In June, we warned you that the efforts by ‘Big Eva’ – largely funded by George Soros, James Riady, and the Kern Family Foundation through the Gospel Coalition, the ERLC, and various evangelical seminaries – was hurting Donald Trump as it intended.
In 2018, “Woke” and leftist evangelical leaders gathered at Wheaton College to brainstorm how to beat Donald Trump in 2020. We covered that meeting in the article, Marxist Brain Trust Gathers at Wheaton to Discuss Moving Evangelicalism to the Left. A few conservative evangelicals were invited, but they ended up walking out when they discovered the point of the meeting was to unseat the U.S. president.
Since then, ‘woke’ leftists including JD Greear, David Platt, and Jonathan Leeman of 9Marx have published voter guides or booklets have been written for the purpose of telling Christians they have Big Eva’s blessing to vote Democrat. Some liberal evangelicals – like a former lobbyist employed by the ERLC’s Russell Moore – have outright endorsed Joe Biden. Others, like Thomas Kidd, have also given their blessing to vote for baby-butchering murderers in the Democratic Party.
It appears that it’s continuing to work. But is it?
HuffPo bragged about this earlier in the week, writing, “The president’s most reliable supporters ― white evangelical Protestants ― are still firmly in his camp, with 78% saying they intended to vote for Trump next month. But even in this group, a few percentage points had been shaved off since the summer, when 83% said they would vote for Trump.”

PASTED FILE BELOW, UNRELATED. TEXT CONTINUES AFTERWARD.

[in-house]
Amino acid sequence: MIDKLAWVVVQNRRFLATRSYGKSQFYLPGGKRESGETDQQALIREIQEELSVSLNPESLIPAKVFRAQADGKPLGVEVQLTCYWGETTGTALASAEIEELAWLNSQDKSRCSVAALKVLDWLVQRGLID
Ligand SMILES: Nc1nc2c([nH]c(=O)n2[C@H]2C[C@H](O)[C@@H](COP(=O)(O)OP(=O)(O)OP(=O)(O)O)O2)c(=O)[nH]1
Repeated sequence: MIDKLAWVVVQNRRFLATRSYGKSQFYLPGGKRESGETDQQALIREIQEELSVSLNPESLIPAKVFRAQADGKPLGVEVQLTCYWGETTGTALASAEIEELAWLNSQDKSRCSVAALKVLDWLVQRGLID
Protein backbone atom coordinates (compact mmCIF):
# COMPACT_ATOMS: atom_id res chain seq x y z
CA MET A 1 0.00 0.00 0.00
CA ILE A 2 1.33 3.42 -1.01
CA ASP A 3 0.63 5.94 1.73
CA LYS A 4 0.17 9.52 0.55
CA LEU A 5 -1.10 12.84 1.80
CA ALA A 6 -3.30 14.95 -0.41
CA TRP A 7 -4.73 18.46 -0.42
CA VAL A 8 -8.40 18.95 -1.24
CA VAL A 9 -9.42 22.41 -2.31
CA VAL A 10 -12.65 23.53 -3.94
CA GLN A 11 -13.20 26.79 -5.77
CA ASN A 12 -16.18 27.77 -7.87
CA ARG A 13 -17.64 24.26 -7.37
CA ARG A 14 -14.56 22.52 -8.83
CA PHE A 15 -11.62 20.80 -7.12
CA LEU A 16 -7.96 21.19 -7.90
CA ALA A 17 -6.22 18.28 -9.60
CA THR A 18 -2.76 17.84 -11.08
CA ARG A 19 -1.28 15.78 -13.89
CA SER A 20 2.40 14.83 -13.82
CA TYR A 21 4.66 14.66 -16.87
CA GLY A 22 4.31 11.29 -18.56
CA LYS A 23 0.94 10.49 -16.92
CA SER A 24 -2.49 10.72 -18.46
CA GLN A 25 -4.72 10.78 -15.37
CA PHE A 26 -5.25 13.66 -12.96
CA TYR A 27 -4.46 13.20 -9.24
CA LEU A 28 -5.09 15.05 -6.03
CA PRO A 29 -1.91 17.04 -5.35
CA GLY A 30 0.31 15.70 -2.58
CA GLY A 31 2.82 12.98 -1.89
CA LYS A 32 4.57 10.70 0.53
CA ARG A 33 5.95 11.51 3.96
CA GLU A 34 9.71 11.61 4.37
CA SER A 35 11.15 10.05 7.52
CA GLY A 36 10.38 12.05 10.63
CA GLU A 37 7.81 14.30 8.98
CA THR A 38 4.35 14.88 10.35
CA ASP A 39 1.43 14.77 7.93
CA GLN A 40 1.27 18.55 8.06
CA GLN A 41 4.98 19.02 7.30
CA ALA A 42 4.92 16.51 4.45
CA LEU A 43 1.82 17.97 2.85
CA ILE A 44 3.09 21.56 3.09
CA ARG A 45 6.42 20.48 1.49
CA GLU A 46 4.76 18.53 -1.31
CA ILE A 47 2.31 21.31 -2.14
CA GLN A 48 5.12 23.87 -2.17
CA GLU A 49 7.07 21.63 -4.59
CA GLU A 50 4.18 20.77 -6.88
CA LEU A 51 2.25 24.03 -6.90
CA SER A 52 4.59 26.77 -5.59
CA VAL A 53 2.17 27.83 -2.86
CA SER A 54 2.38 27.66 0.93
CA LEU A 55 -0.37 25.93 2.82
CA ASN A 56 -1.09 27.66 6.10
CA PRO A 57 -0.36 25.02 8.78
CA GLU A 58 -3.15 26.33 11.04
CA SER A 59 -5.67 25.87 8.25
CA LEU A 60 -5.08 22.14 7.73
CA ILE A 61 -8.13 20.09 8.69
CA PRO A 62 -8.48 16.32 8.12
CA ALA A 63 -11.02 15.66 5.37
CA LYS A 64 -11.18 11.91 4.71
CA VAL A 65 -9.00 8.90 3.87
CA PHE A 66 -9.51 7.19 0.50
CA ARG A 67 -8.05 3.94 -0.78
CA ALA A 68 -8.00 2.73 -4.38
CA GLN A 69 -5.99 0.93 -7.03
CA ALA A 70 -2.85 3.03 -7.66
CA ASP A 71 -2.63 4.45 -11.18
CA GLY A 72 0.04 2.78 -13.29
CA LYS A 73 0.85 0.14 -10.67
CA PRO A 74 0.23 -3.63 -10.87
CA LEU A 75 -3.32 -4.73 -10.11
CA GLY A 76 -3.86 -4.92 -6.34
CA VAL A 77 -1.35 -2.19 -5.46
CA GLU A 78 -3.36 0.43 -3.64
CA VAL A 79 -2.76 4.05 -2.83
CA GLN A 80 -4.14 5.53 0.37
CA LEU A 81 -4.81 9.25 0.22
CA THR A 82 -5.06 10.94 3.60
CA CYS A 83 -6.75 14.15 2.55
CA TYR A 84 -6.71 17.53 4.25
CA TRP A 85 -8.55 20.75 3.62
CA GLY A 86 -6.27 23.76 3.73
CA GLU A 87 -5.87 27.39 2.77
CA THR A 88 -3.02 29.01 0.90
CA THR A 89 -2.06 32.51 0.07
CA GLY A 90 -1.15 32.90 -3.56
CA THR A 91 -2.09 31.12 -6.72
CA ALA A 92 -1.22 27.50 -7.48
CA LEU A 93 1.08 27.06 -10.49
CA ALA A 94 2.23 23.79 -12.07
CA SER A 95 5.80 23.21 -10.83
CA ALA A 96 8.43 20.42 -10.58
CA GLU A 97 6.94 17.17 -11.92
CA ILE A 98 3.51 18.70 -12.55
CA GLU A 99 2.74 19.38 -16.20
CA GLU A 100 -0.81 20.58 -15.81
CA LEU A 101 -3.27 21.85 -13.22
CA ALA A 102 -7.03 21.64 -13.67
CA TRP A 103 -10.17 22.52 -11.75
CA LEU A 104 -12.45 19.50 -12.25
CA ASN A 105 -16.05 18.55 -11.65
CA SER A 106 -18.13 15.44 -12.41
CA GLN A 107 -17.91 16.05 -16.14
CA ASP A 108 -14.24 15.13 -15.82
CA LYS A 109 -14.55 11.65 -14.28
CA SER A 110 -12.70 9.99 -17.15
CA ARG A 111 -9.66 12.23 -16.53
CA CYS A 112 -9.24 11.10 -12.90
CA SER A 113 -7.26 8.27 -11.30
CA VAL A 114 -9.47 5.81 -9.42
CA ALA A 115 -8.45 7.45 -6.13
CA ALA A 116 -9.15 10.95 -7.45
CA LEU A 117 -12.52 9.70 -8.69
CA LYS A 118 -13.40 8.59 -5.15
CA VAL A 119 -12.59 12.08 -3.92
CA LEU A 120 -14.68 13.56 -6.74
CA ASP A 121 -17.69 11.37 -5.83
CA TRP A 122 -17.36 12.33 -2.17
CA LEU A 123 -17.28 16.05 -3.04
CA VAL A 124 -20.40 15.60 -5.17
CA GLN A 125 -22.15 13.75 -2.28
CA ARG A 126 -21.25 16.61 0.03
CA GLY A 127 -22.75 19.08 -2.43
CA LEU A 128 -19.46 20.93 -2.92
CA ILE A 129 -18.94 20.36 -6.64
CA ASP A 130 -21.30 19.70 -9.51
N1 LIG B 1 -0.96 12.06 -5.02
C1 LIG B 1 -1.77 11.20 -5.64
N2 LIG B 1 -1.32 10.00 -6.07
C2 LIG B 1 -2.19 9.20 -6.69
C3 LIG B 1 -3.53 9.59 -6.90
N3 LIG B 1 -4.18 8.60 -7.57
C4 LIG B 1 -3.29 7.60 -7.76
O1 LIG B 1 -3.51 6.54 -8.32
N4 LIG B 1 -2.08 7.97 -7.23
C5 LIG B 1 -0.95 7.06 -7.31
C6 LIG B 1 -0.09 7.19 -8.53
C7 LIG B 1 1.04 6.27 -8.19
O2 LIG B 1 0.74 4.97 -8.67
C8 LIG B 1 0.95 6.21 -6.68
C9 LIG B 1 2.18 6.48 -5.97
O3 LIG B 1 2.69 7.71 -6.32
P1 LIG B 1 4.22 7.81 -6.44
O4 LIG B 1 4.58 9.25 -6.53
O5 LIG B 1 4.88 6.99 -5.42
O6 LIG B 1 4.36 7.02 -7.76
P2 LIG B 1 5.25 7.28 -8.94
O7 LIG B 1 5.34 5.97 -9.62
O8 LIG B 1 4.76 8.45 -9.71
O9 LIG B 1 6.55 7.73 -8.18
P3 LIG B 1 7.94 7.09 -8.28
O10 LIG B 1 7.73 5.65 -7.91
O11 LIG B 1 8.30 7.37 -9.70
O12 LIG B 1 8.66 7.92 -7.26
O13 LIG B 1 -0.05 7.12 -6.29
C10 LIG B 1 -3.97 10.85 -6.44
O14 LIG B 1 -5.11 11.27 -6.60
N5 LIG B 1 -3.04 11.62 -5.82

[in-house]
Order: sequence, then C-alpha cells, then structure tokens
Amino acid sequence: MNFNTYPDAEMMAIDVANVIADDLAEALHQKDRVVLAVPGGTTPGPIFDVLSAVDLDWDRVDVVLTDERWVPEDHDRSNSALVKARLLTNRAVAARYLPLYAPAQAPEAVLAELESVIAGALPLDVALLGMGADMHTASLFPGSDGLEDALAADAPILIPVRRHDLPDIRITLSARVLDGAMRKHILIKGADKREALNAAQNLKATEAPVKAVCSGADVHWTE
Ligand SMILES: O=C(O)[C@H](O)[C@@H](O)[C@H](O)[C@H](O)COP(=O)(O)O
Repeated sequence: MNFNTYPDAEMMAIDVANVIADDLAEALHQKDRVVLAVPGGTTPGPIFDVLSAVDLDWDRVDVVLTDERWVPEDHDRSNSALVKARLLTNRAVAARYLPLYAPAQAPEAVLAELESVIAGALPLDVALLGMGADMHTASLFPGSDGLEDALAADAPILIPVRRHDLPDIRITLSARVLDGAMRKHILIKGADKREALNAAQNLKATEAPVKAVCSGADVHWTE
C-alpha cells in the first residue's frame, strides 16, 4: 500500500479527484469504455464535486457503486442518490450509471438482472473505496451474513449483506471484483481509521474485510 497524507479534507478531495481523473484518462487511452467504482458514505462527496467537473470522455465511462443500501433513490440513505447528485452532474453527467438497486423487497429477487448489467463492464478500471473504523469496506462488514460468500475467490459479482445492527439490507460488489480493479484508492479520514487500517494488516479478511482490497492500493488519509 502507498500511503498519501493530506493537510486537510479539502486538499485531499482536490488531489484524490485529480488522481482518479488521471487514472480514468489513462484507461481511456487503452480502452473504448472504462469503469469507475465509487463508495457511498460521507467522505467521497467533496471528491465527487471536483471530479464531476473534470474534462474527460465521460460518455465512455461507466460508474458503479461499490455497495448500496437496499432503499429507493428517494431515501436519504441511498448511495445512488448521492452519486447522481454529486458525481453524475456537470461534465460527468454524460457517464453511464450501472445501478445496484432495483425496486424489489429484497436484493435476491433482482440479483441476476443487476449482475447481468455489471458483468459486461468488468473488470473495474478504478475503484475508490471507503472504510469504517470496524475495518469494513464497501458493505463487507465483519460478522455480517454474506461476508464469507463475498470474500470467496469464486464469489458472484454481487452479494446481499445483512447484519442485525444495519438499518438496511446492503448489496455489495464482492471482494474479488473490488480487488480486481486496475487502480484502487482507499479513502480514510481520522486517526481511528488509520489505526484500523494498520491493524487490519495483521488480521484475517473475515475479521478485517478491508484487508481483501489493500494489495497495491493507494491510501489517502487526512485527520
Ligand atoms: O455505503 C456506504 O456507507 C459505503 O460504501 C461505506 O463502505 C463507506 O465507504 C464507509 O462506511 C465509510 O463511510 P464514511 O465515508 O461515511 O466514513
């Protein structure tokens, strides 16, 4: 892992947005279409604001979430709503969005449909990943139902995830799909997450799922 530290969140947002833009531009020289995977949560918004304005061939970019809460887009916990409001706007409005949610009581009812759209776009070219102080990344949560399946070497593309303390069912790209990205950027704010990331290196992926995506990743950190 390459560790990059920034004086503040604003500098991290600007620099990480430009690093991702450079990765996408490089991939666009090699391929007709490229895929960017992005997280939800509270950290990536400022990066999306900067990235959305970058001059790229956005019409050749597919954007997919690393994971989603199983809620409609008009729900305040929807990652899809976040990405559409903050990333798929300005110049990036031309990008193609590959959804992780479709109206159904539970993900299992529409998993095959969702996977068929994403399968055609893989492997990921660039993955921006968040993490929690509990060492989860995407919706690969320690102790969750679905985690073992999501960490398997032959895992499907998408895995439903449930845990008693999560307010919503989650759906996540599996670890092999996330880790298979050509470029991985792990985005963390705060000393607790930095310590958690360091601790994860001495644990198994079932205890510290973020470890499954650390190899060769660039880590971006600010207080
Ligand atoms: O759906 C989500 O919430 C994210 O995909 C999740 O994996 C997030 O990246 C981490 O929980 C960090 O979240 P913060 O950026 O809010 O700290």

Let me do the math for you to demonstrate that a drop from 83% to 78% is a big deal:
In 2016, 81% of evangelicals voted for Trump (see below), even though The Gospel Coalition’s insufferable humanized Wiki-machine, Joe Carter, threw a fit for not counting fake Christians who don’t attend church in the figure.
Depending upon how you divide between “evangelical” and “born again Christians” this amounted to between 10 million and 43 million votes (10 million self-identifying evangelicals and 33 million born-again non-evangelicals).
In this giant, completely unnecessary category spread, this amounts to up to 34,800,000 votes for Donald Trump. Even if you parse “black evangelicals” from “white evangelicals” you’re talking nominal differences.
However, if five percentage points were shaved off this figure, it would mean 1,700,000 fewer Donald Trump votes.
The 2016 popular vote ended with Hillary Clinton receiving 2,868,686 more votes than Donald Trump, with Trump besting her by thin margins in the electoral college – largely thanks to over-representation in rural areas (as our founders intended, long live the Electoral College).
However, staticians have claimed that about 3 million disparity between the popular vote and the electoral college outcome is all that can be sustained for a candidate to still win the electoral votes necessary to become president. In other words, if the popular vote tips that much, it’s likely that the swing states themselves will start tipping.
In other words, if Donald Trump loses 5% of his evangelical support and picks up no other demographic he lost in 2016, he won’t win in 2020.
Is there good news? Yes.
The good news is that Donald Trump is gaining supporters in the black and Hispanic community commensurate with what he’s losing in evangelicalism. And the irony is sweet; the evangelical talking point against Donald Trump is that he’s racist. It would only make sense in God’s divine irony to make up for his evangelical losses in minority communities.
There is also good news…Donald Trump exceeded evangelical vote expectations in 2016 and polls showed him doing far less well than an 81% majority. This means that if evangelicals are polling now at 75% it’s likely he’s doing better in reality than he did in 2016 when his projected numbers were even lower.
In the end, we will pray that the perceived loss of evangelical voters supporting Trump is due to their fear to answer the survey honestly on account of Trump Derrangement Syndrome. We suspect that’s the case.